Huawei Technologies Chief Financial Officer Meng Wanzhou and her defence team were back in court today in Vancouver where she was arrested nearly two years ago by Canadian authorities at the request of the U.S. and charged with bank fraud for the company’s dealings with Iran.
The company is the largest manufacturer of telecommunications equipment and second-largest manufacturer of smartphones in the world, and Washington wants Meng, whose father, Ren Zhengfei, founded the communications giant, extradited.
Weng’s arrest infuriated Beijing, which says Washington’s case is politically motivated.
As well, her arrest soured relations between Ottawa and Beijing when, two Canadians–Michael Kovrig and Michael Spavor–were arrested in China–apparently in retaliation shortly after Weng’s arrest at Vancouver International Airport in December 2018.
The U.S. accuses Huawei of using a Hong Kong shell company called Skycom to sell equipment to Iran in violation of U.S. sanctions and says Meng, 48, committed fraud by misleading the HSBC bank about the company’s business dealings in Iran.
Meng is currently under a form of house arrest at her mansion in Vancouver and has been in and out of court since her arrest, proclaiming her innocence and fighting the extradition order.
She and her team returned today.
The CBC’s Jason Procter reports that according to documents filed ahead of today’s hearing, Meng’s defence team will argue the extradition proceedings should be halted because Canada Border Services Agency officers detained and questioned Meng without a lawyer when she was arrested in Vancouver International Airport in December 2019.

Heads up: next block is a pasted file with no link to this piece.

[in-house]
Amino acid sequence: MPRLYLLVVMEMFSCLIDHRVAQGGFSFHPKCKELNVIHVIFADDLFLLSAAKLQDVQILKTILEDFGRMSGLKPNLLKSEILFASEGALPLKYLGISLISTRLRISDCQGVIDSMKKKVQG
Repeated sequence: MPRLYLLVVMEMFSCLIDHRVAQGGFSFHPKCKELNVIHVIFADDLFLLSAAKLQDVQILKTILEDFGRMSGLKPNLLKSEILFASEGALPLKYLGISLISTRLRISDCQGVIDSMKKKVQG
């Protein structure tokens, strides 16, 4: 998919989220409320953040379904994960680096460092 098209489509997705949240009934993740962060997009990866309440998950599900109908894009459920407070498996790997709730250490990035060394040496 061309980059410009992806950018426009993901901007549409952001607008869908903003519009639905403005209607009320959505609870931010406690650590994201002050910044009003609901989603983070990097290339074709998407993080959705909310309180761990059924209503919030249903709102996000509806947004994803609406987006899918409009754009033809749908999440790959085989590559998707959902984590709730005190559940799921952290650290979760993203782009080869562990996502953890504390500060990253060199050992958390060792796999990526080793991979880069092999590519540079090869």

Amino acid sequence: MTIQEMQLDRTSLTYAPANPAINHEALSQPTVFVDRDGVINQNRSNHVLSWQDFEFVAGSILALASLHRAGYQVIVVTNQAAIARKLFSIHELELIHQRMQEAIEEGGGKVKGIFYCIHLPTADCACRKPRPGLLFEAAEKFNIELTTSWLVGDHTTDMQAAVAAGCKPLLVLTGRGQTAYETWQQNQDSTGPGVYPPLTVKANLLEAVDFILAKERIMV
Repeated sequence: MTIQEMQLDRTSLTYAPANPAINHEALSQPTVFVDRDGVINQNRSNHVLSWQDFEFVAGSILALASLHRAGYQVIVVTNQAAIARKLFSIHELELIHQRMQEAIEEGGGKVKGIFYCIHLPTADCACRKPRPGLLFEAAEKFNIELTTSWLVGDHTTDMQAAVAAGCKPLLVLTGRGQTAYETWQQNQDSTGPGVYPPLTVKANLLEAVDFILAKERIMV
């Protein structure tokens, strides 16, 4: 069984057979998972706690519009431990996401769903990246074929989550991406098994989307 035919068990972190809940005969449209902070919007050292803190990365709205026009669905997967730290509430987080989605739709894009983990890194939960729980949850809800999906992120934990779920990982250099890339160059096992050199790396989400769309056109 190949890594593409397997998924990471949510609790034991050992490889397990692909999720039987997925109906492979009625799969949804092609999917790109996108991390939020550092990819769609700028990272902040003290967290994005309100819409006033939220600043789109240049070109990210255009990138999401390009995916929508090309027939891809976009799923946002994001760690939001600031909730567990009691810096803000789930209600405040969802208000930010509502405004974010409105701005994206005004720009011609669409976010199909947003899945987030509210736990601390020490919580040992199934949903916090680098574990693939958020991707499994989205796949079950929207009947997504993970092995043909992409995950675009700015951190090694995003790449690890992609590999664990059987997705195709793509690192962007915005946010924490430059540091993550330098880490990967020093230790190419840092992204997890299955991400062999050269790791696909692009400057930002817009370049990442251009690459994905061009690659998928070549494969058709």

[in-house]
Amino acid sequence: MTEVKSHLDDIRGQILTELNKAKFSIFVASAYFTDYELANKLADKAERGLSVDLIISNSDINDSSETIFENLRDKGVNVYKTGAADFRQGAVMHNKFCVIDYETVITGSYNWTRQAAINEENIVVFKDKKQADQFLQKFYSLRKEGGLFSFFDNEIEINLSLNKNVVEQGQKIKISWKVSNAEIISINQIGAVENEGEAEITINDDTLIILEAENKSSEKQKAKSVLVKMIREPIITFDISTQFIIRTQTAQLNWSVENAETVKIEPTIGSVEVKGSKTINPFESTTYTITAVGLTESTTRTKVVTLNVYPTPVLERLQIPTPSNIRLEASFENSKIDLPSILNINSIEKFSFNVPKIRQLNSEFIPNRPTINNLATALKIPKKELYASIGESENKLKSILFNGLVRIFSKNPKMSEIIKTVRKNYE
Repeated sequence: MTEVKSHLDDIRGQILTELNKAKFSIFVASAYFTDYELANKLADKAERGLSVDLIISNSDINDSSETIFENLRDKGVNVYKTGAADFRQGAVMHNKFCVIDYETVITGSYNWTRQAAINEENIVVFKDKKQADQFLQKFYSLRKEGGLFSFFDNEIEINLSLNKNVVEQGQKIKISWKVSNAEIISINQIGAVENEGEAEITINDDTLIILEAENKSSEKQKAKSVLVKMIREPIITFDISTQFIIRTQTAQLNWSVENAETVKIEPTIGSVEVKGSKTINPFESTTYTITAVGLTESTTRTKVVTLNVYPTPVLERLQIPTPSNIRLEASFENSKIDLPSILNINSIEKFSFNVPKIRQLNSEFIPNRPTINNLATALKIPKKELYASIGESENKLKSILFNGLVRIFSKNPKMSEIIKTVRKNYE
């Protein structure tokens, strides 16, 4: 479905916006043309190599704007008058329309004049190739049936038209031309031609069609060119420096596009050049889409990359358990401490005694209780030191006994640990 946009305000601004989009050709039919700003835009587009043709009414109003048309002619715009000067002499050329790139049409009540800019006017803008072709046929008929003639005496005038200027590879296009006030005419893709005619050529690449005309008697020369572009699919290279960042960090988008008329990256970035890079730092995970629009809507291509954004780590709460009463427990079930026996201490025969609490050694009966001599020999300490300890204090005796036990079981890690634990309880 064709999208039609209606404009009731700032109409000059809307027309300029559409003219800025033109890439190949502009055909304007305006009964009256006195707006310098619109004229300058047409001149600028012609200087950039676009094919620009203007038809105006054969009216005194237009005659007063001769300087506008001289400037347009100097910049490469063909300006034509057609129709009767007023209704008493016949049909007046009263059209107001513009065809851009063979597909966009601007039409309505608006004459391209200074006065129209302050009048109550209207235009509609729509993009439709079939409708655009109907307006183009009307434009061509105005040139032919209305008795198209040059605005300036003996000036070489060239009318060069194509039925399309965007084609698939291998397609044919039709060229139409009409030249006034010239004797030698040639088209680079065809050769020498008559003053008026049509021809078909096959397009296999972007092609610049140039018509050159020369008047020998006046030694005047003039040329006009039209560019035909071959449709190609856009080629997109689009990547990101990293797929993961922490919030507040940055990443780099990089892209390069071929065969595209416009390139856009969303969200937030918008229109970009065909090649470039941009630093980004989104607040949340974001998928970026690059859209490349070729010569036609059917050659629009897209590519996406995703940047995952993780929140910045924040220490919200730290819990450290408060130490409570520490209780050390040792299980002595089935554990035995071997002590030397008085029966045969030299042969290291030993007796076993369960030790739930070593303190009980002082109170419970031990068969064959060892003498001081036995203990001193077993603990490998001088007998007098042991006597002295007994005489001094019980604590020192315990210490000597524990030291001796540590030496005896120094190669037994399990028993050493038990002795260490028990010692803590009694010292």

Procter reports that Meng’s lawyers also hope to convince the judge overseeing the extradition proceedings that the allegations against U.S. officials not only have an “air of reality” about them–but that if proven, the abuse of process might warrant tossing the high-profile case.
“The [United States’] material misstatements and omissions of the core facts disentitle it to the assistance of this court,” the defence team said in an application filed during the summer.
“Only a stay will vindicate the principles of fundamental justice.”
The Canadian Press reports Weng’s lawyers will also argue the RCMP acted at the behest of the FBI to gather and share technical information about Meng’s laptop, phones and tablets, in violation of the Extradition Act.
If Supreme Court Associate Chief Justice Heather Holmes rules in Meng’s favor today, it could end the extradition process hearing, though the prosecution would have the right to appeal.
In May, Meng failed in a bid to end the extradition process when Holmes ruled the allegations against her also could constitute a crime in Canada.
With files from CBC News (Jason Procter), RCI (Levon Sevunts), The Canadian Press, The Associated Press